I’ve always loved succulents, too, because of the amazing variety of shapes and colors. I especially found it intriguing to illustrate the bird of paradise plant. The gradating brilliant flowers were simply a joy to illustrate.

This job concept changed a lot from where it first started. This was actually the job where I was informed that my initial photo-comps resembled a hostage note.

FIRST CONCEPT FOR THIS ILLUSTRATION

HERE'S THE PHOTO COMPS RESEMBLING A HOSTAGE NOTE!

NEW DIRECTION TO FOLLOW AFTER FIRST CONCEPTS.

PHOTO REFERENCE.

I COLORED IN A PHOTO-COPY TO GIVE A DIFFERENT LOOK FOR THE SKY COLOR. THE LIZARD WAS ADDED.

TIGHTER MARKER COMP - NOT CREATED BY COLORING IN A PHOTO-COPY

FINAL PAINTING FOR THE CACTUS-PALM MIX.

I painted this illustration in the same style as the “cat in the window” Potting Soil label. I used marker paper mounted on board, as well. However, I used a lot more acrylic for the palm fronds, grass, and cactus textures. The spines on the foreground cactus were created using white acrylic and star-like shapes for the spines.

Dave added a lizard before I began the final painting. Originally, I wasn’t too excited about it, but later on I enjoyed seeing that creature hiding in the shadows.

I followed the art direction in creating the architectural elements, however, when I look at this illustration, I am greatly bothered by the perspective. I feel like this path leads to a door going nowhere!

Illustrating Turf Fit had me very tired of illustrating blades of grass. I utilized acrylic for that, and glazed over it many times. The sod roll was something I was concerned about, and the seams where the “patches” of sod were installed, needed to be subtly visible.

I searched a lot for reference of the puppy, and actually purchased the wagon (and sheepishly, I admit I returned it later on!).

The illustration in the right-hand corner was done separately, and I had the challenge of creating soil, and moisture incorporated into the blades of grass.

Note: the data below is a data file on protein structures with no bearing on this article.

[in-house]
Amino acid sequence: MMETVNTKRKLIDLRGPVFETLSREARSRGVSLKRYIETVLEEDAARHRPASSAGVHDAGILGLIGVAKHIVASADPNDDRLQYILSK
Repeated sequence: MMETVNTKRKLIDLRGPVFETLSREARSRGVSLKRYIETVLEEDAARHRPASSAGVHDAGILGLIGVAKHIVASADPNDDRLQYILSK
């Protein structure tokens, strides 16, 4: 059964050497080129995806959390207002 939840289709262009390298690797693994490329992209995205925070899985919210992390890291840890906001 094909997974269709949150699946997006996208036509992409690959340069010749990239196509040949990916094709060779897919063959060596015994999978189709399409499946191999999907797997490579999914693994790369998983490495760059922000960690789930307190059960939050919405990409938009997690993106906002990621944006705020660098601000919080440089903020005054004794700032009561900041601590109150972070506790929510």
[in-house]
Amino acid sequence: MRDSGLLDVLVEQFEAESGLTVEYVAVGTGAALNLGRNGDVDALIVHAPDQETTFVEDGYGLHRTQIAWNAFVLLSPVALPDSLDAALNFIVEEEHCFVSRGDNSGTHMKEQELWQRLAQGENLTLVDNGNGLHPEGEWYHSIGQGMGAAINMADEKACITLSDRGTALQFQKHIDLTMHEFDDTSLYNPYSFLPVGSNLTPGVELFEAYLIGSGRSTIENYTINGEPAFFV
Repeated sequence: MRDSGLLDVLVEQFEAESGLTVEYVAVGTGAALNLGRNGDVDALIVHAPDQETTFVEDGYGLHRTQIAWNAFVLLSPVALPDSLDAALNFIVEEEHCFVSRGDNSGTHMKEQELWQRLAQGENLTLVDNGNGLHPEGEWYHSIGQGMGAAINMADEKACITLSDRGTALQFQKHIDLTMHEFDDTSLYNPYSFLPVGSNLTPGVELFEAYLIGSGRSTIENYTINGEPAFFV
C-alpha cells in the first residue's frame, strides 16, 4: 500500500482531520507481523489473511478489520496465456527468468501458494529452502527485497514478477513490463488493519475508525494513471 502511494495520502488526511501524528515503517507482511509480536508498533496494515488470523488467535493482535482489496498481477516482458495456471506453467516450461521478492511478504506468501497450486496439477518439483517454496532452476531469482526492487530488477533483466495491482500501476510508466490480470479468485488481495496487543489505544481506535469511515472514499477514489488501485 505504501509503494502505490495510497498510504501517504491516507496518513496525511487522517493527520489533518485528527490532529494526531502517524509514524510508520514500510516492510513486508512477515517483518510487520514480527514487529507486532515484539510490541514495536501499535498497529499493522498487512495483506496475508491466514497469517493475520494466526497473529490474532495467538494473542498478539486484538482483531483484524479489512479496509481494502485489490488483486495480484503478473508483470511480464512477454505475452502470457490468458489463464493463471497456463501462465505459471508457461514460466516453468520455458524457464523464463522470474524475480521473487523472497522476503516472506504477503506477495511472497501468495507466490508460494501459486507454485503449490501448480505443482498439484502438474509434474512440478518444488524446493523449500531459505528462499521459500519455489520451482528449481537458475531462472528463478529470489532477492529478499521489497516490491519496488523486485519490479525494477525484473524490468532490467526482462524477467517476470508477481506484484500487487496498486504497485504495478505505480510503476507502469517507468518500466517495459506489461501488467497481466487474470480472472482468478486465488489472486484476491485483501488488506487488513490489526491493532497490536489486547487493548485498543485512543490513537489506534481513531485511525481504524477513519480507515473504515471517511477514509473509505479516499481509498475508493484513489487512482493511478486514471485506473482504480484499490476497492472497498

ORIGINAL CONCEPT FOR THIS JOB. THE DOG BREED WAS CHANGED!

THE FIRST OF MANY CONCEPTS DRAWN BY DAVE FOR THIS JOB.

PHOTO REFERENCE

PRIOR TO MY FINAL SKETCH, NO COLOR COMPS WERE DONE FOR THIS JOB.

A close up of the illustration.

The last project I did for Supersoil was really different for me. I was asked if I could replicate a very loose style. In order for this project to be awarded to me, I had to prove this by creating several samples to share. My samples sold the client on using me. It is not completely unusual for me to illustrate something less photorealistic. I often am asked to duplicate another artist’s style. Since I am a “renderer,” I am usually able to follow whatever reference I am asked to copy. I plan to write more about that later on.

I used markers for this style, and I outlined the elements and allowed for washes of color to “go out of the lines.” Dave begged me to loosen up even more.

That wasn’t easy for me! This series of illustrations had a basket weave pattern on the bag, which I was also asked to illustrate.

I created photocopy-colored, marker comps, and on the final illustrations I separated the elements into groups so that there would be more flexibility in moving them around to fit the label.

This turned out to be one of those projects that never was printed. I’ve enjoyed the illustrations, although I rarely share them since they are so different.

ART DIRECTOR'S LAYOUT.

COLOR POSSIBILITIES.

TOMATO VEGETABLE MIX - FINAL ILLUSTRATION

COLOR POSSIBILITIES

AN IN PROGRESS LOOK - I SCRAPPED THIS ONE AND STARTED OVER.

FINAL ILLUSTRATION

FIRST CONCEPT FOR THE NATURALS LINE POTTING SOIL MIX.

REVISED CONCEPT SKETCH FOR NATURALS LINE POTTING SOIL MIX.

PHOTO REFERENCE DAVE SHARED WITH ME.

FINAL ILLUSTRATION. I KNOW DAVE ASKED ME, "WHY WASN'T THIS ONE AS LOOSE AS THE OTHER ONES?" GOOD QUESTION!

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About Judy

I'm an illustrator by profession. At this juncture in my life, I am pursuing my dream of writing and composing music. Every day of my life is precious!